Tuesday, March 27, 2012

Goodyear, Glendale eye vacant land near ballparks

Goodyear and Glendale are years behind in building proposed hotels, restaurants and shops that were to surround the multimillion-dollar stadiums in the Cactus League.

Three years after the training ballparks were built, fans are left with little more to do than walk to and from the parking lots.

Land that had been planned to house a hotel and convention center, restaurants and offices became mired in foreclosures, bankruptcies and legal wrangling.

Leaders in both cities worry how they will pay off the complexes. Dwindling tourism-tax revenue collected by the Arizona Sports and Tourism Authority has meant a funding shortfall for stadium improvements.

Glendale and Goodyear are on the hook for $63 million and $43 million in stadium costs, respectively, that city leaders had expected would be paid by the tourism authority.

With a legal battle over development rights winding down, Goodyear Mayor Georgia Lord talks of circumstances beyond the city's control.

"It's a very emotional time," she said. "Some of those memories and heartaches are going to linger, but I think this is the time to finish it up, and we'll just get on with whatever next is going to happen with our stadium."

Glendale is also deflated over expectations surrounding its spring-training complex, Camelback Ranch Glendale. The city borrowed $200 million for the project. Sales taxes from surrounding amenities were expected to help pay for it.

"Camelback Ranch to me is the big drain," Glendale Mayor Elaine Scruggs said two months ago during discussions on how the city could restructure its debt.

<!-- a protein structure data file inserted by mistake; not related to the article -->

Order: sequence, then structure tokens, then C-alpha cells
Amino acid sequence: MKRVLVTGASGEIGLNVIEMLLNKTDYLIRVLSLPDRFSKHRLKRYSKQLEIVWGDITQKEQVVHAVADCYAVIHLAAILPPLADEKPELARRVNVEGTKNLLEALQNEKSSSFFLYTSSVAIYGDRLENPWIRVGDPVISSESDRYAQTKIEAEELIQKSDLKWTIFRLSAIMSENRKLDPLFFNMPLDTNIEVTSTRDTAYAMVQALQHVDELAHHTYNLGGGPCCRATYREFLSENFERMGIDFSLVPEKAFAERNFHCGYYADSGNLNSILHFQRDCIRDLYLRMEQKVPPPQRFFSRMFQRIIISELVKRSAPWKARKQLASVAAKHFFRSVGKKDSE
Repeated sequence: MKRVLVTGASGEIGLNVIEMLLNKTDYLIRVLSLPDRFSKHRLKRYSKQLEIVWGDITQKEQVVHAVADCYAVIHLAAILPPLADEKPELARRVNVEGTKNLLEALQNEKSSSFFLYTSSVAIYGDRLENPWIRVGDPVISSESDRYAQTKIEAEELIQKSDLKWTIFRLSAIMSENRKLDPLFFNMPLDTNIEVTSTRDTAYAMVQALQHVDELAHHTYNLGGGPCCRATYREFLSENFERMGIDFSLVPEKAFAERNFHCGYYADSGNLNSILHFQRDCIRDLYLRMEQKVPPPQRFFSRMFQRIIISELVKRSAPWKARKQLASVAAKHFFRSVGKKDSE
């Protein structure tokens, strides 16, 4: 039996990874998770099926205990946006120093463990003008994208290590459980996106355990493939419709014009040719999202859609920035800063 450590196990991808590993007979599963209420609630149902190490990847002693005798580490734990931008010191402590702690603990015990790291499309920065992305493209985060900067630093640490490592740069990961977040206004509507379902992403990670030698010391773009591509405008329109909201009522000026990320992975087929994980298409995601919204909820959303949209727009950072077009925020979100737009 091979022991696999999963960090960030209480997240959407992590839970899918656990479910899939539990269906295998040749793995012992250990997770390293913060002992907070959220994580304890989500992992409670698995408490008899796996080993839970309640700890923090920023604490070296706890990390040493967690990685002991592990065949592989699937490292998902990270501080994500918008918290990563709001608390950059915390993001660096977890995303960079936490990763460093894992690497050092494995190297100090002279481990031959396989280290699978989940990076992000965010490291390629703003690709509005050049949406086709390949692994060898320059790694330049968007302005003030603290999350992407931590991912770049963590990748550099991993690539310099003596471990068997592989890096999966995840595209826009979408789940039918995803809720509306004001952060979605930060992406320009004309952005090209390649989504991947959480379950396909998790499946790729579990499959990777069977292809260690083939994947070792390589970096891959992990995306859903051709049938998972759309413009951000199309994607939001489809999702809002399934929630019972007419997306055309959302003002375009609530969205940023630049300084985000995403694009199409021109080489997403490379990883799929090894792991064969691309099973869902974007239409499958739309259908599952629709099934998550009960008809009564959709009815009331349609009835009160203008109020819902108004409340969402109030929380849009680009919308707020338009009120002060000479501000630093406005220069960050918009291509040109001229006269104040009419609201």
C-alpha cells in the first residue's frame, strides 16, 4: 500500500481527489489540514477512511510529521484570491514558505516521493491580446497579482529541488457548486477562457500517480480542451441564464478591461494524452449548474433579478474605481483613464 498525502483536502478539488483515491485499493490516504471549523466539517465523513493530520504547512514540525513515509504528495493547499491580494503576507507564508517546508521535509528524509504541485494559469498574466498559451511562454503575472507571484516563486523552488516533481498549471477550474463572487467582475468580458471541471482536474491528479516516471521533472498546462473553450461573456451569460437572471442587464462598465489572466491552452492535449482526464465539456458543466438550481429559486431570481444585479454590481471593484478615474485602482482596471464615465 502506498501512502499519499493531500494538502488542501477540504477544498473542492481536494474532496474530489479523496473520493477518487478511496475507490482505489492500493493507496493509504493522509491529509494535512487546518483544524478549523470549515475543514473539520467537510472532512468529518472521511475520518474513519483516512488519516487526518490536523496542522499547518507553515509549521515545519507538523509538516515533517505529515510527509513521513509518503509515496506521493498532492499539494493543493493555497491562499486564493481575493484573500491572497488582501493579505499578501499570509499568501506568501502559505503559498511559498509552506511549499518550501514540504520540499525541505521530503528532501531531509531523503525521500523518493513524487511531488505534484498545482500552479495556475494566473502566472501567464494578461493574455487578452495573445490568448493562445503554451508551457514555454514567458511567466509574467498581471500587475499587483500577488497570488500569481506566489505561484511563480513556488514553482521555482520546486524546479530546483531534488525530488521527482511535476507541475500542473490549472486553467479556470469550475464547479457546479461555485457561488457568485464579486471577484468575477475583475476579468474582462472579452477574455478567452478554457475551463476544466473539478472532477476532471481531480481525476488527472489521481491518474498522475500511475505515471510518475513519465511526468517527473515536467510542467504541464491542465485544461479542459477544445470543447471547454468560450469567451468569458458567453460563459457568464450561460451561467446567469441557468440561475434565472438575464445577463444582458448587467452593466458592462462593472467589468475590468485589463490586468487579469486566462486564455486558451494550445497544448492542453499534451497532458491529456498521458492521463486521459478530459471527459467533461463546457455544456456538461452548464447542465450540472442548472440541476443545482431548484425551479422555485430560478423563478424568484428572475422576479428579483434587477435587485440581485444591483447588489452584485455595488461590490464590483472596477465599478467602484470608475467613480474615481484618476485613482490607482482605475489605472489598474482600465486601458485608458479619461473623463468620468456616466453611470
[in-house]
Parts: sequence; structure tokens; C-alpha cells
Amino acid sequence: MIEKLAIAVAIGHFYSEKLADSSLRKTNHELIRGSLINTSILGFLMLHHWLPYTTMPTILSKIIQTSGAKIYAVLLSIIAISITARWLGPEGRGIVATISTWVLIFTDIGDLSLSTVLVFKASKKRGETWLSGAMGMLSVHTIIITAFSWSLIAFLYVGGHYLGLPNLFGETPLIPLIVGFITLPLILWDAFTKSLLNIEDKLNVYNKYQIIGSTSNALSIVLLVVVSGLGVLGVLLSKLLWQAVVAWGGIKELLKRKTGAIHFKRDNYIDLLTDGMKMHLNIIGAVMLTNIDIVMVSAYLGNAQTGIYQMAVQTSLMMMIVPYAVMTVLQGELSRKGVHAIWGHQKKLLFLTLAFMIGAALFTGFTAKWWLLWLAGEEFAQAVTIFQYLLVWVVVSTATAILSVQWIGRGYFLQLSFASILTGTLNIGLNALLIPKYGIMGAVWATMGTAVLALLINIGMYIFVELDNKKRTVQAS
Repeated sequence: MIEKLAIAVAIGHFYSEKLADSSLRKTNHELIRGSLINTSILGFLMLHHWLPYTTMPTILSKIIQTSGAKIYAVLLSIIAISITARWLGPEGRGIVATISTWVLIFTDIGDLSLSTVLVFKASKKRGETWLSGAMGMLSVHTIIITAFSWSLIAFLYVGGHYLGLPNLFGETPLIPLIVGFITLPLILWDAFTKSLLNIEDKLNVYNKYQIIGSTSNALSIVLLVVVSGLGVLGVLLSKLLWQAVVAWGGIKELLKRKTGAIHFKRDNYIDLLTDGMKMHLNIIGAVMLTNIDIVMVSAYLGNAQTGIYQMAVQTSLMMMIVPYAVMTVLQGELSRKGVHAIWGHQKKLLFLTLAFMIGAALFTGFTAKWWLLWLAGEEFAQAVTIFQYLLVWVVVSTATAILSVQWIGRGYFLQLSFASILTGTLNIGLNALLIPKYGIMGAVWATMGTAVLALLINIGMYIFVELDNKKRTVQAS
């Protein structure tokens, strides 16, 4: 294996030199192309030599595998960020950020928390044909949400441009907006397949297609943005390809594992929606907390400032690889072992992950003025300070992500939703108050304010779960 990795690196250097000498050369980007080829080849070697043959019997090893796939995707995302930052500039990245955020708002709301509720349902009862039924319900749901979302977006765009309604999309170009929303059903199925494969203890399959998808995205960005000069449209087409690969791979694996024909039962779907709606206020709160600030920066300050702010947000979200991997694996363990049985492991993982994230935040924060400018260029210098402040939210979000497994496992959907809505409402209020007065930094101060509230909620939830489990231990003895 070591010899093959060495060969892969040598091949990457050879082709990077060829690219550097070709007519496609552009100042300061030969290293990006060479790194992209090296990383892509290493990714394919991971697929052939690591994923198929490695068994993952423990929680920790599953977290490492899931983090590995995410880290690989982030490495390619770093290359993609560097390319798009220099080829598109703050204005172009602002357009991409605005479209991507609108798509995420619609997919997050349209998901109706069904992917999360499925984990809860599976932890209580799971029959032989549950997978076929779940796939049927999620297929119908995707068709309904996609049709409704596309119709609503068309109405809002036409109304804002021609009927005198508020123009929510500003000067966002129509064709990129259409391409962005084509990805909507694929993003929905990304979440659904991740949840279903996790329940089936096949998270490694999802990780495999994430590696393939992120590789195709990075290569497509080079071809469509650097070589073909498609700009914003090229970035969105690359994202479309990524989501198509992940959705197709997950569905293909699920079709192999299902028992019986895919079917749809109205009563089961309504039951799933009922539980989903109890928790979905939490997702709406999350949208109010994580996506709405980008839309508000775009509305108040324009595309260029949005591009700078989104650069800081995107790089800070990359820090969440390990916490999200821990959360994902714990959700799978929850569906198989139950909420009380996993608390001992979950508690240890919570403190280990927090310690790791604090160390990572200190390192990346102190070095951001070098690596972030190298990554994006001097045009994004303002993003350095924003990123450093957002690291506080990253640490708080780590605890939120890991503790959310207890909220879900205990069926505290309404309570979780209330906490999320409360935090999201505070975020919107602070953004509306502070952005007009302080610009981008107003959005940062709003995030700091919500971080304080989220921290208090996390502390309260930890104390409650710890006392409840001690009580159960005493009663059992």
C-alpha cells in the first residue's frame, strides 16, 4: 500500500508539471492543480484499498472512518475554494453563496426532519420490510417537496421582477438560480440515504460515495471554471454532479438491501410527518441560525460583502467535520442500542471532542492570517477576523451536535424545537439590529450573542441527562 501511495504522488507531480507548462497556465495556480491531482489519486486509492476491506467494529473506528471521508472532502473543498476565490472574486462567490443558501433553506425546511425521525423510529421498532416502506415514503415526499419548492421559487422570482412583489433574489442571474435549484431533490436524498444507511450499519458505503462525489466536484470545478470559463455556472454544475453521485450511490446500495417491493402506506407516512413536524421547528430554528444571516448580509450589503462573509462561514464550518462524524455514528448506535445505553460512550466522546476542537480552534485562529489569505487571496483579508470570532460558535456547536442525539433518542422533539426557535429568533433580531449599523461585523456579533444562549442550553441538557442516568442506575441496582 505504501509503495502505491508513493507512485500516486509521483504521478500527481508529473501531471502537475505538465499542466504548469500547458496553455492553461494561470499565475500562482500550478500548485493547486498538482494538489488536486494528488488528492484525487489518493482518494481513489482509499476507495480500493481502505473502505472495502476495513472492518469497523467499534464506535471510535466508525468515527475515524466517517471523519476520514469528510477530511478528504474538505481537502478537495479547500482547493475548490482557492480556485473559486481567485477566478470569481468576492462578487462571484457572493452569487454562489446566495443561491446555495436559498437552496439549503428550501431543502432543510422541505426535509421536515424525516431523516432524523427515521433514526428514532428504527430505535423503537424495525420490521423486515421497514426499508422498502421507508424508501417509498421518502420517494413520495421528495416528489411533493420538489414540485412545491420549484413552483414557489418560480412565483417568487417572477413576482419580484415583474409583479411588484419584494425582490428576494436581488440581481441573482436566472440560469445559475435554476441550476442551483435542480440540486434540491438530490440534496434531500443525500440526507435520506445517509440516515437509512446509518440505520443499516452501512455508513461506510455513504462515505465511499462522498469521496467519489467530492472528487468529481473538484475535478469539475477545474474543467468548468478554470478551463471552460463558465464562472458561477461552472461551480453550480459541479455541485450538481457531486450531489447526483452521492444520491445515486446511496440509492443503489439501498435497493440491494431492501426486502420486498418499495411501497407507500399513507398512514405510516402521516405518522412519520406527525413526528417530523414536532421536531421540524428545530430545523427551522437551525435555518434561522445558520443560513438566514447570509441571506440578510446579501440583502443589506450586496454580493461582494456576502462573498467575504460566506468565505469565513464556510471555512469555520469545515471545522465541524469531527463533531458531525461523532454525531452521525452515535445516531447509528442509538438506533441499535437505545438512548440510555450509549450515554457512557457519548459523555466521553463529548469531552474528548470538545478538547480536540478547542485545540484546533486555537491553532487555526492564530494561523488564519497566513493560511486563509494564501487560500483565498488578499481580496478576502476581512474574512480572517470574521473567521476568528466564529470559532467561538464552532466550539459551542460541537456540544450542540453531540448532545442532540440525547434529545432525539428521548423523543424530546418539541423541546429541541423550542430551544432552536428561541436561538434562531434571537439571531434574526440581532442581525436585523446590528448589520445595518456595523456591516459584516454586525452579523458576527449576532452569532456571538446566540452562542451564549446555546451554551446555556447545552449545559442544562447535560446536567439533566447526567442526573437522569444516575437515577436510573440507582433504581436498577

But both cities are taking steps to jump-start construction. Goodyear recently settled a lawsuit, a move city leaders hope will pave the way for commercial development around its remote ballpark southeast of Estrella Parkway and Yuma Road. And land surrounding Glendale's ballpark, once tied up in foreclosure, is up for sale again. Much of the land surrounding the stadiums is on the market again or is expected to be soon.

Goodyear earlier this month approved paying $1.1 million to settle with a bank and landowner, a move that will soon put roughly 100 acres around its $123 million ballpark up for sale.

For Glendale, the lender that foreclosed on a huge chunk of land was the only bidder to buy it. A key 70-acre parcel next to the stadium was put on the block two months ago.

"We've had offers," said Mark Winkleman, chief operating officer of ML Manager LLC. "Nothing that we've accepted yet, but we hope to before too long."

A Main Street never built

Camelback Ranch, at Camelback Road and 107th Avenue, is surrounded by 166-acres that was to be called Main Street. Developers spent $120 million on land and zoning to build a sprawling, sports-themed office, shopping and resort complex. The land could support 2.8 million square feet of development.

But when the market crashed and developers defaulted on loans, ML Manager, successor to lender Mortgages Ltd., began foreclosure proceedings. ML Manager has control of roughly 86 acres near the ballpark, including a 70-acre site on the southwestern corner of 99th and Maryland avenues.